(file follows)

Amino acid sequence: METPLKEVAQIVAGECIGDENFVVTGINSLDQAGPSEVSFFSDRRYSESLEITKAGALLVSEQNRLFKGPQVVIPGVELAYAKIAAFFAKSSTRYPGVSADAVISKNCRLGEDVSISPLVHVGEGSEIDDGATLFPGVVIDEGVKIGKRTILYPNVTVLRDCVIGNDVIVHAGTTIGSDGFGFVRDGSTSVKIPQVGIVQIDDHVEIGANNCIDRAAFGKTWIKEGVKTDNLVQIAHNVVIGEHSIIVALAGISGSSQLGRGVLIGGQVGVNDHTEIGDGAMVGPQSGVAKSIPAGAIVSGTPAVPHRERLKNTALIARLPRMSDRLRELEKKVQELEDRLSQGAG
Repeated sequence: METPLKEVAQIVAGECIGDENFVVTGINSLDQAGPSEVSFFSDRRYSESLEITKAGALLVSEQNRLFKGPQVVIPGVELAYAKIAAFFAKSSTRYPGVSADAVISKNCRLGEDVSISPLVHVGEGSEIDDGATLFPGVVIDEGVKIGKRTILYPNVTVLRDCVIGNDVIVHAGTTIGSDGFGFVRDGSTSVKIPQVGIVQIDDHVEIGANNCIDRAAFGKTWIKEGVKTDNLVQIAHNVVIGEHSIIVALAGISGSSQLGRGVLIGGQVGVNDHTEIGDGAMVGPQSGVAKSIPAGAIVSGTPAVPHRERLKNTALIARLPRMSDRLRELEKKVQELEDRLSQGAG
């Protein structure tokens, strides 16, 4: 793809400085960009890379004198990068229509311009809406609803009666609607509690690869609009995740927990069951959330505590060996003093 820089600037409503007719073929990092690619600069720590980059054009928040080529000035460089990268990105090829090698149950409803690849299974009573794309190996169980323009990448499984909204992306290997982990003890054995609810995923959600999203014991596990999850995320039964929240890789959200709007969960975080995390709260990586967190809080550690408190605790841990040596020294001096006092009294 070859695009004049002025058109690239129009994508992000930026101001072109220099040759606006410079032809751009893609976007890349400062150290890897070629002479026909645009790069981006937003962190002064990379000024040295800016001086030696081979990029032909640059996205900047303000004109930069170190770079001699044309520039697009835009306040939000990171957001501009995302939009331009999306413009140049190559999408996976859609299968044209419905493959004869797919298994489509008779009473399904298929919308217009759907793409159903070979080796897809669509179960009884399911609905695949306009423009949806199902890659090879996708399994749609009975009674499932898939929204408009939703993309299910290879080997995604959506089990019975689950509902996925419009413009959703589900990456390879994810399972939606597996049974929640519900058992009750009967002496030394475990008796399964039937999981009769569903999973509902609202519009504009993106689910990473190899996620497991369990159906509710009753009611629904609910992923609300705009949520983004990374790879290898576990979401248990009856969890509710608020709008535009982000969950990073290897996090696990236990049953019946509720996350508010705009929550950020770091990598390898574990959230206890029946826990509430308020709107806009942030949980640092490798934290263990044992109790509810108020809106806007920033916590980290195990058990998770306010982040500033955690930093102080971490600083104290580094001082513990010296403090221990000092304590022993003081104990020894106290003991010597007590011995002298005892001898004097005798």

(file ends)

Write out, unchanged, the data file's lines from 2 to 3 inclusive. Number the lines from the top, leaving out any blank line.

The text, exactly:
Repeated sequence: METPLKEVAQIVAGECIGDENFVVTGINSLDQAGPSEVSFFSDRRYSESLEITKAGALLVSEQNRLFKGPQVVIPGVELAYAKIAAFFAKSSTRYPGVSADAVISKNCRLGEDVSISPLVHVGEGSEIDDGATLFPGVVIDEGVKIGKRTILYPNVTVLRDCVIGNDVIVHAGTTIGSDGFGFVRDGSTSVKIPQVGIVQIDDHVEIGANNCIDRAAFGKTWIKEGVKTDNLVQIAHNVVIGEHSIIVALAGISGSSQLGRGVLIGGQVGVNDHTEIGDGAMVGPQSGVAKSIPAGAIVSGTPAVPHRERLKNTALIARLPRMSDRLRELEKKVQELEDRLSQGAG
């Protein structure tokens, strides 16, 4: 793809400085960009890379004198990068229509311009809406609803009666609607509690690869609009995740927990069951959330505590060996003093 820089600037409503007719073929990092690619600069720590980059054009928040080529000035460089990268990105090829090698149950409803690849299974009573794309190996169980323009990448499984909204992306290997982990003890054995609810995923959600999203014991596990999850995320039964929240890789959200709007969960975080995390709260990586967190809080550690408190605790841990040596020294001096006092009294 070859695009004049002025058109690239129009994508992000930026101001072109220099040759606006410079032809751009893609976007890349400062150290890897070629002479026909645009790069981006937003962190002064990379000024040295800016001086030696081979990029032909640059996205900047303000004109930069170190770079001699044309520039697009835009306040939000990171957001501009995302939009331009999306413009140049190559999408996976859609299968044209419905493959004869797919298994489509008779009473399904298929919308217009759907793409159903070979080796897809669509179960009884399911609905695949306009423009949806199902890659090879996708399994749609009975009674499932898939929204408009939703993309299910290879080997995604959506089990019975689950509902996925419009413009959703589900990456390879994810399972939606597996049974929640519900058992009750009967002496030394475990008796399964039937999981009769569903999973509902609202519009504009993106689910990473190899996620497991369990159906509710009753009611629904609910992923609300705009949520983004990374790879290898576990979401248990009856969890509710608020709008535009982000969950990073290897996090696990236990049953019946509720996350508010705009929550950020770091990598390898574990959230206890029946826990509430308020709107806009942030949980640092490798934290263990044992109790509810108020809106806007920033916590980290195990058990998770306010982040500033955690930093102080971490600083104290580094001082513990010296403090221990000092304590022993003081104990020894106290003991010597007590011995002298005892001898004097005798």